Africa Defense Forum
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Mozambican Terror Has Echoes of Boko Haram


In northern Nigeria and northern Mozambique, two violent extremist groups are separated by thousands of kilometers but connected by certain characteristics.

Both emerged in regions where state security was largely absent and local grievances against the government had grown. Both insurgencies preached the rejection of traditional education in favor of a radical form of Islam. Both movements are funded through the illicit economy. And, in both places, an initial heavy-handed response by the military did not stop attacks and might have helped extremist recruitment.

In Mozambique, Ansar al-Sunna (ASWJ) has been linked to attacks on civilians and security forces in the battle-scarred Cabo Delgado province, where more than 4,000 people have been killed and more than 800,000 have been displaced by violence since 2017.

The group’s tactics — and the challenges they pose — are similar to those used by Boko Haram in Nigeria, according to Theo Neethling, professor of political science at South Africa’s University of the Free State. Boko Haram has wreaked havoc in northern Nigeria since 2002.

“State fragility and governance limitations not only provided fertile ground for the rise of Boko Haram and Ansar al-Sunna. They also prevent the relevant state institutions in Nigeria and Mozambique from solving the problem,” Neethling wrote in The Conversation.

ASWJ gained international attention when the militants seized and terrorized Palma, a strategic port city of 75,000, in an extended battle from late March to early April 2021. The group killed dozens of civilians and Soldiers, displacing tens of thousands and destroying several buildings.

According to Neethling, ASWJ and Boko Haram both “emerged as militant Islamist movements committed to establishing Islamic caliphates in their countries.”

There is no proof of control of ASWJ or Boko Haram by foreign extremist organizations.

“This implies a strong local context and drivers,” Neethling wrote. “But there are clear ideological linkages or sentiments. They both communicate with regional or international jihadist groups.”

The groups also fund their operations illegally. ASWJ is involved in illegal mining and loggingand seizes cash and goods during attacks.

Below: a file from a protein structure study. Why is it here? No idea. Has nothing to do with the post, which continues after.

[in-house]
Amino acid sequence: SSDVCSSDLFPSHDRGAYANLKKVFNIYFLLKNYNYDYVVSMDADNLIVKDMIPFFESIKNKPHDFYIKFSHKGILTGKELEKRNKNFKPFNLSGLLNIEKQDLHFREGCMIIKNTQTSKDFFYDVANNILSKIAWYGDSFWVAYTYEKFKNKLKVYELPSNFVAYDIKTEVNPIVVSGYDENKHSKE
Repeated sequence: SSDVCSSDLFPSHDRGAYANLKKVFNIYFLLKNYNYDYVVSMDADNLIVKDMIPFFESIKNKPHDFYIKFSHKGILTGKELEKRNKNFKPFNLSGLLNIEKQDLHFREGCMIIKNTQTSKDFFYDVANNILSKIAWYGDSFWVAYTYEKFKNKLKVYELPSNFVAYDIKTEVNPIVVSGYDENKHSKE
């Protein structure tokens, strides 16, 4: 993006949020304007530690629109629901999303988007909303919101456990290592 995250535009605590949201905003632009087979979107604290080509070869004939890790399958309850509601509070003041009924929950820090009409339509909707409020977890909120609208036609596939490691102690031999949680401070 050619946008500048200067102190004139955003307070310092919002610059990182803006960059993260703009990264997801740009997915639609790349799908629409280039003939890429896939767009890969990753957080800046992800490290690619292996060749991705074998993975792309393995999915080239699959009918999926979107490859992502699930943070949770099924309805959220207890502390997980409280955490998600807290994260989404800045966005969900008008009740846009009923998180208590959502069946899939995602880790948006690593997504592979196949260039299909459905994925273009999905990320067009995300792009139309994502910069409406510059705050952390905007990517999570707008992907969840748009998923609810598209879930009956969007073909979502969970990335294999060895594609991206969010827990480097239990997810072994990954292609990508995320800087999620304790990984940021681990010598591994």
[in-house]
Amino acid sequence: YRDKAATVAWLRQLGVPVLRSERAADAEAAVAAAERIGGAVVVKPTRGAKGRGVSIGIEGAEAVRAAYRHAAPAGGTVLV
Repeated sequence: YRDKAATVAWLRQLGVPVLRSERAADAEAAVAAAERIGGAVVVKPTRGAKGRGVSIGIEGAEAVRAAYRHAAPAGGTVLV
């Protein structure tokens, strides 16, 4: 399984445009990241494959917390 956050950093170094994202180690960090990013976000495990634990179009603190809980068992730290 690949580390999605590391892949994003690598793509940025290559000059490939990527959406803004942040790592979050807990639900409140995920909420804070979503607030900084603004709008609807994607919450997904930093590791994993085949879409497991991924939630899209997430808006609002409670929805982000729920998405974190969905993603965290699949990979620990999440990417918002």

Boko Haram derives income through kidnapping for ransom, bank robberies, collecting taxes and cattle rustling.

Exploiting Limited Security

As Neethling noted, both groups typically operate in poverty-stricken parts of their countries where formal security is limited.

Boko Haram has terrorized large swaths of northern Nigeria since 2009. During that time, more than 35,000 people have been killed and more than 2 million people have fled the country.

Bappa Tambaya, a 57-year-old cattle herder in northern Nigeria was left scarred by shotgun pellets after a suspected Boko Haram attack in March. Tambaya was dozing in the shade of a tree after a long day grazing his cattle when he heard motorcycles approaching. There were no security forces in the area.

Tambaya saw guns and reached for his bow and arrow. He shot several times but did not realize someone was behind him until he heard gunfire and felt a piercing pain in his head. He believed he hit some of the attackers because they fled.

“I lost consciousness after shooting my blessed arrow,” Tambaya, who bears pellet scars on the side of his face, told Nigeria’s HumAngle Media. “I fell to the ground and blood covered me.”

According to Neethling, state fragility and governance limitations provided fertile ground for the rise of ASWJ and Boko Haram.

Those factors “also prevent the relevant state institutions in Nigeria and Mozambique from solving the problem,” wrote Neethling, who argued that an approach that addresses the root causes of the insurgencies is more effective than a military approach.

SADC Extends Mission in Cabo Delgado

Military forces have made gains in Mozambique.

A bilateral military pact with Rwanda and its 2,800 troops has helped stabilize Palma, while the Southern African Development Community Mission in Mozambique (SAMIM) and its 1,900 personnel have helped improve the security situation in other parts of Cabo Delgado.

However, renewed violence in June saw at least 53 people killed in six districts across the province. More than 60,000 people, including nearly 33,000 children, fled their homes, according to charity organization Save the Children.

In response, the SADC extended SAMIM for another year, beginning July 16. The aim is to facilitate the safe return of civilians who fled Cabo Delgado’s violence, according to a report by 360 Mozambique.

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